Growers embroiled in farm labor scandals have made the news far too often. The truth doesn’t always seem to matter in these stories, but the result is the same in the long run: Growers are frequently portrayed as slave owners and human rights abusers.
To give you a sense of this, below are just a few of the headlines, all with a recent datelines. (We’ve also published a related article, “How to Avoid a Worker Related Scandal.“)
- “Fighting Modern Slavery on Florida’s Farms”
At first glance, this story is about eradicating modern slavery. But it portrays Florida growers as monsters who are restrained from posting armed guards to keep workers picking and locking them into trucks at night only by the valiant efforts of freedom-loving fighters. It’s strongly implies these kinds of conditions are still rampant across the U.S., and that outside programs are slowly and steadily bringing farms into compliance with human rights.
- “Migrant Farm Workers Still Suffer in the Fields”
Colorado Springs Independent
This is actually an opinion article, and it shows. It expresses outrage that growers abuse migrant workers, houses them in chicken coops and shacks, and hypocritically ask Congress for aid for themselves, not their workers.
- “Agricultural Workers Have the Highest Rates of Suicide in the Country”
New Food Economy
Citing data that has since been retracted, this article explores suicide rates among farm workers and a new law in Washington State that addresses the issue.
- “The Sex Abuse Behind Your Tomatoes”
The Village Voice
A female migrant farm worker, together with other women, shares her story about the sexual harrasment they’ve experienced picking produce. They claim their male crew supervisors are often the aggressors. The newspaper then gathers data from multiple sources in order to explore the topic.
- ”Growing Pains: Guest Farm Workers Face Exploitation, Dangerous Conditions – Part 1 and 2”
Capital & Main
The fact that this is a two-part article tips you off to the extensive research done by its writers. Part 1 explores how California-based H-2A workers are on the receiving end of wage theft, unsafe working conditions, and other law-breaking activity. Part 2 delves into how H-2A weakens the position of what it calls resident laborers.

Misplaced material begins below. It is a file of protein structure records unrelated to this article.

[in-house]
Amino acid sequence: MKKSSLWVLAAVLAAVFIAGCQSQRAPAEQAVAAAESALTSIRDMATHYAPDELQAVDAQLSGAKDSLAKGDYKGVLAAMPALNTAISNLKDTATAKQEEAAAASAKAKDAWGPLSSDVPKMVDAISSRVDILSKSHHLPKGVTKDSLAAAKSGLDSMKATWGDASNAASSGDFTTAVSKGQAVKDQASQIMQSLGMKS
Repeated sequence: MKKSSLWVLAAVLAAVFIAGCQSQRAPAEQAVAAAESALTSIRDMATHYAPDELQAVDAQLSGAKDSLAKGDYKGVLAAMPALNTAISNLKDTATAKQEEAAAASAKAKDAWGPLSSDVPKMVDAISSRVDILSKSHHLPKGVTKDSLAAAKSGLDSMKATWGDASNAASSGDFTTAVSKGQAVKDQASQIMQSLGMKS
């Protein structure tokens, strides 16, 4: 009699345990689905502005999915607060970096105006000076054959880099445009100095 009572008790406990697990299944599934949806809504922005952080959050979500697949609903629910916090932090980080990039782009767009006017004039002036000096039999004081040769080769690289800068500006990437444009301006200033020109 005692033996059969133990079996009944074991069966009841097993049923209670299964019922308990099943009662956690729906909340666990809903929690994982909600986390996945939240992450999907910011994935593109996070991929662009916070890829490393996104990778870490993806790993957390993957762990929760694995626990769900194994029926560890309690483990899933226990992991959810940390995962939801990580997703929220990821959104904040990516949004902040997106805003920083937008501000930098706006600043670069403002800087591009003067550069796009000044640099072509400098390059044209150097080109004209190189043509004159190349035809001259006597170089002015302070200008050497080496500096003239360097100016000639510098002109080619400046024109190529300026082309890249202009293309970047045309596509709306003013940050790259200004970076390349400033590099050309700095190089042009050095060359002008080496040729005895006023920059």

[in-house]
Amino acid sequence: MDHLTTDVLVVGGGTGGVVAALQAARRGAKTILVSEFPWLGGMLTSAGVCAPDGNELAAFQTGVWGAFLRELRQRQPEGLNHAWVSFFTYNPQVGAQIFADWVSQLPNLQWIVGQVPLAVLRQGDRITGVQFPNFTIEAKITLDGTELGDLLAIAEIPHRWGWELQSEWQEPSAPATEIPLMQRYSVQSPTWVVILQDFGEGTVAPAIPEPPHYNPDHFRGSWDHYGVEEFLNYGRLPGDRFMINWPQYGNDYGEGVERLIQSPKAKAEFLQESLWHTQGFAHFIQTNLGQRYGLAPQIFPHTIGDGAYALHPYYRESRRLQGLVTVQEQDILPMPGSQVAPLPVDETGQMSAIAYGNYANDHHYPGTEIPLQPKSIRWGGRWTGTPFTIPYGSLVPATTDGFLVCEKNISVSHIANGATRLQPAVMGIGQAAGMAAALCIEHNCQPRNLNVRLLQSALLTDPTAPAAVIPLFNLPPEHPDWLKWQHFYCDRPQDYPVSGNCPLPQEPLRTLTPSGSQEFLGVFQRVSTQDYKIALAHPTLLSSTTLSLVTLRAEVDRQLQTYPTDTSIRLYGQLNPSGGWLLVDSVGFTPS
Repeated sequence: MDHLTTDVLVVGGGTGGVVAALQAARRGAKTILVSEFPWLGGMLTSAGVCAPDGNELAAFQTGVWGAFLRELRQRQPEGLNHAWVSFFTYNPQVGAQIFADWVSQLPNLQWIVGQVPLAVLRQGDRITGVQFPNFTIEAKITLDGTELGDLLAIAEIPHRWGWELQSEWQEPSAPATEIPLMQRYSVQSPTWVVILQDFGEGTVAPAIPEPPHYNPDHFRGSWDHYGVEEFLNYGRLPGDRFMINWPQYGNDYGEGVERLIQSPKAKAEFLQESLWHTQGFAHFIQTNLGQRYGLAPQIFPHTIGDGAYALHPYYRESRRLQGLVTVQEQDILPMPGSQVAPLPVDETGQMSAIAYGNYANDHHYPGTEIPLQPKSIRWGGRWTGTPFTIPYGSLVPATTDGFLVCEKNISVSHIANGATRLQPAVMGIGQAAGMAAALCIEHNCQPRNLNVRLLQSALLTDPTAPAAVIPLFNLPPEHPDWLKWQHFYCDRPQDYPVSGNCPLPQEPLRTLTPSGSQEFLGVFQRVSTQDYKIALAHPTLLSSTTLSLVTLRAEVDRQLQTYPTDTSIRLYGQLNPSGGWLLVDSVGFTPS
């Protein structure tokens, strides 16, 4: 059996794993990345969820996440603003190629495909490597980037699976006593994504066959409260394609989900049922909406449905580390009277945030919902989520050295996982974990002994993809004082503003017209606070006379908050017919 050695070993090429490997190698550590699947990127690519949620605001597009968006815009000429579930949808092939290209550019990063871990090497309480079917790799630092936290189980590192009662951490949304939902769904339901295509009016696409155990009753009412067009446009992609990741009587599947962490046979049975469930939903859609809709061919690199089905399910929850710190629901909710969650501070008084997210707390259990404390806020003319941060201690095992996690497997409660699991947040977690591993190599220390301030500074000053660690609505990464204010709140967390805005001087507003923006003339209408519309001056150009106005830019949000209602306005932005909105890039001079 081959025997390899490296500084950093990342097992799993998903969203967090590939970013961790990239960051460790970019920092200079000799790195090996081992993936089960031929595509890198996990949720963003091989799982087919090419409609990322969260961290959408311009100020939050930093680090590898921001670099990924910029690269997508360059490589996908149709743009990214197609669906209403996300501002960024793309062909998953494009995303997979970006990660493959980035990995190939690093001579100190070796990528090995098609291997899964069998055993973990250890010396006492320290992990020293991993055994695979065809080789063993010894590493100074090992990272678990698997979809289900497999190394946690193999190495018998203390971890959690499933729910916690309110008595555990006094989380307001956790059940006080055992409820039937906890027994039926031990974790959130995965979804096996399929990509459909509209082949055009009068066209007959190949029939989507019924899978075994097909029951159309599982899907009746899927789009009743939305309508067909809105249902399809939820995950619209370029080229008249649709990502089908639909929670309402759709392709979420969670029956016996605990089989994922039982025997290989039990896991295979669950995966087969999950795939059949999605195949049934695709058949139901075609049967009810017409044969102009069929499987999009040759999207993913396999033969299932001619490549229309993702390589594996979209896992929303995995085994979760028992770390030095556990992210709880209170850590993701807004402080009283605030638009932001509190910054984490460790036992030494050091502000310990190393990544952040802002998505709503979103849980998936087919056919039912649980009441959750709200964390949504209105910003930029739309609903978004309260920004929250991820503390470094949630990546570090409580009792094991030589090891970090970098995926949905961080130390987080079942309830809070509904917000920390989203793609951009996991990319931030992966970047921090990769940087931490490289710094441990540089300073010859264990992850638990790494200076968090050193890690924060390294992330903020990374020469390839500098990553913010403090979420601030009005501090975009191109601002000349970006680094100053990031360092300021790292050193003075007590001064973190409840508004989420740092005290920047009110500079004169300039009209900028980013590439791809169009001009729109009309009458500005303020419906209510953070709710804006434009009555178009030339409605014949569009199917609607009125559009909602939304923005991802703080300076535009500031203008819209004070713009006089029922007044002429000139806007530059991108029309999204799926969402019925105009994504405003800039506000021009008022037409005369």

- “These Farmworkers Know How to End Sexual Harassment in the Fields. Will Wendy’s Listen?”
This is a similar article to The Village Voice’s, but narrows in on if the fastfood chain Wendy’s will join the activist group’s program to end sexual harassment.
- “Florida’s Farmworkers Take their Fight to Park Avenue”
Female migrant workers protesting sexual harrassment fasted for five days. They then marched along New York City’s Fifth Avenue to raise awareness of their plight.
- “Migrant Farm Workers Vulnerable to Sexual Violence”
Through the lens of a female farm worker who claims she was assaulted by her employer on a Canadian farm, The Conversation shares statistics on the issue. The stats make clear how extensive the issue is in Canada.
- “Phoenix-Area Farm with ‘Inhumane’ Migrant Worker Conditions Settles”
An Arizona farm was caught housing Mexican workers in converted school buses and semi truck trailors in 2017. This article reports on the farm settlement with the U.S. Department of Labor. It seems these workers may be H-2A laborers, since the reporter refers to them as wroking under a temporary work visa.
- “They Were Forced to Work Unless on Their ‘Deathbed,’ Blueberry Pickers Claim”
KUOW Public Radio
A major 2017 scandal in the Northwest still got media attention in early 2018. A 28-year-old farm worker died after being taken to the hospital, and when rumors spread that he was denied medical treatment by the growers, protests erupted. A federal investigation launched, and although the grower was cleared of any wrongdoing in the worker’s death, the investigation found several workplace violations. Those findings led to a federal lawsuit, filed in January 2018, which spurred this article.